I compare the failure of counterfactual dependence as a criterion of event causation to the failure of stochastic dependence as a criterion of causal law. Counterexamples to the stochastic analysis arise from cases of Simpson's Paradox, and Nancy Cartwright has suggested a way of transforming the stochastic analysis into something that avoids these counterexample. There is an analogical relationship between cases of Simpson's Paradox and cases of causal overdetermination. I exploit this analogi…Read more
  •  58
    A characterization of imaging in terms of Popper functions
    Philosophy of Science 67 (2): 316-338. 2000.
    Despite the results of David Lewis, Peter Gärdenfors, and others, showing that imaging and classical conditionalization coincide only in the most trivial probabilistic models of belief revision, it turns out that imaging on a proposition A can always be described via Popper function conditionalization on a proposition that entails A. This result generalizes to any method of belief revision meeting certain minimal requirements. The proof is illustrated by an application of imaging in the context …Read more
  •  57
    This is a review of Jean Curthoys and Victor H. Dudman, VICTOR DUDMAN'S GRAMMAR AND SEMANTICS (Hampshire, UK: Palgrave Macmillan, 2012).
  •  56
    Armstrong And The Problem Of Converse Relations
    Erkenntnis 56 (2): 215-227. 2002.
    In "A World of States of Affairs" David Armstrong offers a comprehensive metaphysics based on the thesis that the world consists of states of affairs. Among the entities postulated by Armstrong's theory are relations, including non-symmetrical relations, and while Armstrong does not agree with Russell that all relations have a direction or definite order among their places, he does explicitly acknowledge that the slots of a non-symmetrical relation have a definite order or direction. I first sho…Read more
  •  55
    Nonmonotonic Inconsistency
    Artificial Intelligence 149 (2): 161-178. 2003.
    Nonmonotonic consequence is the subject of a vast literature, but the idea of a nonmonotonic counterpart of logical inconsistency—the idea of a defeasible property representing internal conflict of an inductive or evidential nature—has been entirely neglected. After considering and dismissing two possible analyses relating nonmonotonic consequence and a nonmonotonic counterpart of logical inconsistency, this paper offers a set of postulates for nonmonotonic inconsistency, an analysis of nonmonot…Read more
  •  54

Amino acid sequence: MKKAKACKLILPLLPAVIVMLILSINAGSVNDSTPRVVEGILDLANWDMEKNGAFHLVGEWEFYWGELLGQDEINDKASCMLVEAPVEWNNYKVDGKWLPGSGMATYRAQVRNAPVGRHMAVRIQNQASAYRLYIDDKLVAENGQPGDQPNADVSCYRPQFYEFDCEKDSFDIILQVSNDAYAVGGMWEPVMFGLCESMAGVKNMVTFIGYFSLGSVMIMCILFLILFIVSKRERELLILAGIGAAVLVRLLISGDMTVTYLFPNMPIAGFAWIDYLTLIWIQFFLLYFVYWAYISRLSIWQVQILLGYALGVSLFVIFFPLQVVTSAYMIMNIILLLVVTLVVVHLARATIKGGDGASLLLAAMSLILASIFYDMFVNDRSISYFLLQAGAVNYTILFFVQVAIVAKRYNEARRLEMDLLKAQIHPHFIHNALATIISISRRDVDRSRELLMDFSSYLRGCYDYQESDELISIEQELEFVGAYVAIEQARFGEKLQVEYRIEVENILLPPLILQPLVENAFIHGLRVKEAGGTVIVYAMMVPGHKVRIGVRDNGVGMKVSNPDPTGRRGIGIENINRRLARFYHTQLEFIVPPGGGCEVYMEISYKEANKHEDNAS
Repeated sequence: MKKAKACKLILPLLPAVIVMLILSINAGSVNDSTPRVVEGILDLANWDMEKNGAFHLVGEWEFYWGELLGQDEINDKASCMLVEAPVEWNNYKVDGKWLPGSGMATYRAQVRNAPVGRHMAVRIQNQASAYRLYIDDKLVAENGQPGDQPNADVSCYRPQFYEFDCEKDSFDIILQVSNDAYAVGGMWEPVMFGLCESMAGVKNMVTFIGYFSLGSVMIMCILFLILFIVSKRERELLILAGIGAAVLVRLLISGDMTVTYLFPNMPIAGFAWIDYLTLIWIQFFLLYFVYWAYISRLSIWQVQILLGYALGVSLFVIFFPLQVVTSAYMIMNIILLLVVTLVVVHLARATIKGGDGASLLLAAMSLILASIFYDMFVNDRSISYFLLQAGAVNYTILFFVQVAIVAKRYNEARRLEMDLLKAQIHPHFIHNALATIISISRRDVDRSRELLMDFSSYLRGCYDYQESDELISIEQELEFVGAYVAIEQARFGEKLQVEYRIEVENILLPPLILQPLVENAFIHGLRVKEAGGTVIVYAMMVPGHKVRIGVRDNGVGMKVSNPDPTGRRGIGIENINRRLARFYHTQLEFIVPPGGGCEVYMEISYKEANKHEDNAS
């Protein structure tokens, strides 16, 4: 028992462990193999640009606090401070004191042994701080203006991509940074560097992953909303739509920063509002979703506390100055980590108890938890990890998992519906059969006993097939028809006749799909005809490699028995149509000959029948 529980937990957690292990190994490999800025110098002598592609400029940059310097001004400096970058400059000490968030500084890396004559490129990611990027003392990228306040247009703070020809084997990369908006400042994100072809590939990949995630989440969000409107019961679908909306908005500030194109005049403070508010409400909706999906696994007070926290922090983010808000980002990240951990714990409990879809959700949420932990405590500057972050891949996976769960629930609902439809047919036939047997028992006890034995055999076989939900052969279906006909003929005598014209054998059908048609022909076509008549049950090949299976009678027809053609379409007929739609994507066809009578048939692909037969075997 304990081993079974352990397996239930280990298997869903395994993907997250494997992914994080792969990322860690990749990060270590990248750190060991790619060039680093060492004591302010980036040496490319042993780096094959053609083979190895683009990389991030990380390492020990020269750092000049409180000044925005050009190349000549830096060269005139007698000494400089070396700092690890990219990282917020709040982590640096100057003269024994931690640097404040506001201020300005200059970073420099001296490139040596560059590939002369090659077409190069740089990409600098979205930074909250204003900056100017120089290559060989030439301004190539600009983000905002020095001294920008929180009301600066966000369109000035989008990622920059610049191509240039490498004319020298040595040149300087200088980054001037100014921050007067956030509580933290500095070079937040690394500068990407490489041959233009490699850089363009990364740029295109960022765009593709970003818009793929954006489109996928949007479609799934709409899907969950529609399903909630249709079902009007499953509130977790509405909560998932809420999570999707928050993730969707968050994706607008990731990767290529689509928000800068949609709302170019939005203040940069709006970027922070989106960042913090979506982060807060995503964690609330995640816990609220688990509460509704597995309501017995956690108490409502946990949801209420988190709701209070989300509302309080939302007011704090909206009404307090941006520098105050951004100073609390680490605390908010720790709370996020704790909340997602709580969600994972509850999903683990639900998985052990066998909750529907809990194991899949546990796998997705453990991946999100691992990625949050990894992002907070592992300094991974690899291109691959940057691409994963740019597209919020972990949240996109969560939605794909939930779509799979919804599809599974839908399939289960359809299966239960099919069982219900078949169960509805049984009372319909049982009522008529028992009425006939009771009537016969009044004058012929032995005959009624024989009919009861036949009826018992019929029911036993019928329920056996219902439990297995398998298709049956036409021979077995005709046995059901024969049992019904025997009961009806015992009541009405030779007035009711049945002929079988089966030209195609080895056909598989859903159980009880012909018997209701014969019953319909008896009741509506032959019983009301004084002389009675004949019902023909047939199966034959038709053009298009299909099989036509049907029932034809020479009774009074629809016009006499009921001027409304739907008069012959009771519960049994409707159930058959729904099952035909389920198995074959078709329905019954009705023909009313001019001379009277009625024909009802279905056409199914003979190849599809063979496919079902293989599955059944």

Review: Counterfactuals and Probability by Moritz Schulz (review)
    Australasian Journal of Philosophy 1-1. forthcoming.
    This is a review of Moritz Schulz, COUNTERFACTUALS AND PROBABIITY (Oxford: Oxford University Press, 2017).
  •  47
    Belief Revision, Non-Monotonic Reasoning, and the Ramsey Test
    In Kyburg Henry E., Loui Ronald P. & Carlson Greg N. (eds.), Knowledge Representation and Defeasible Reasoning, Kluwer Academic Publishers. pp. 223--244. 1990.
    Peter Gärdenfors has proved (Philosophical Review, 1986) that the Ramsey rule and the methodologically conservative Preservation principle are incompatible given innocuous-looking background assumptions about belief revision. Gärdenfors gives up the Ramsey rule; I argue for preserving the Ramsey rule and interpret Gärdenfors's theorem as showing that no rational belief-reviser can avoid reasoning nonmonotonically. I argue against the Preservation principle and show that counterexamples to it alw…Read more
  •  43
    This is a review of CONDITIONALS: FROM PHILOSOPHY TO COMPUTER SCIENCE, edited by Crocco G., del Cerro L. Fariñas, and Herzig A., Studies in logic and computation, no. 5, Clarendon Press, Oxford University Press, Oxford and New York 1995.
  •  41
    [IMPORTANT CORRECTION - See end of abstract.] In Syntactical Treatments of Modality, with Corollaries on Reflexion Principles and Finite Axiomatizability, Acta Philosophica Fennica 16 (1963), 153–167, Richard Montague shows that the use of a single syntactic predicate (with a context-independent semantic value) to represent modalities of alethic necessity and idealized knowledge leads to inconsistency. In A Note on Syntactical Treatments of Modality, Synthese 44 (1980), 391–395, Richmond Thomaso…Read more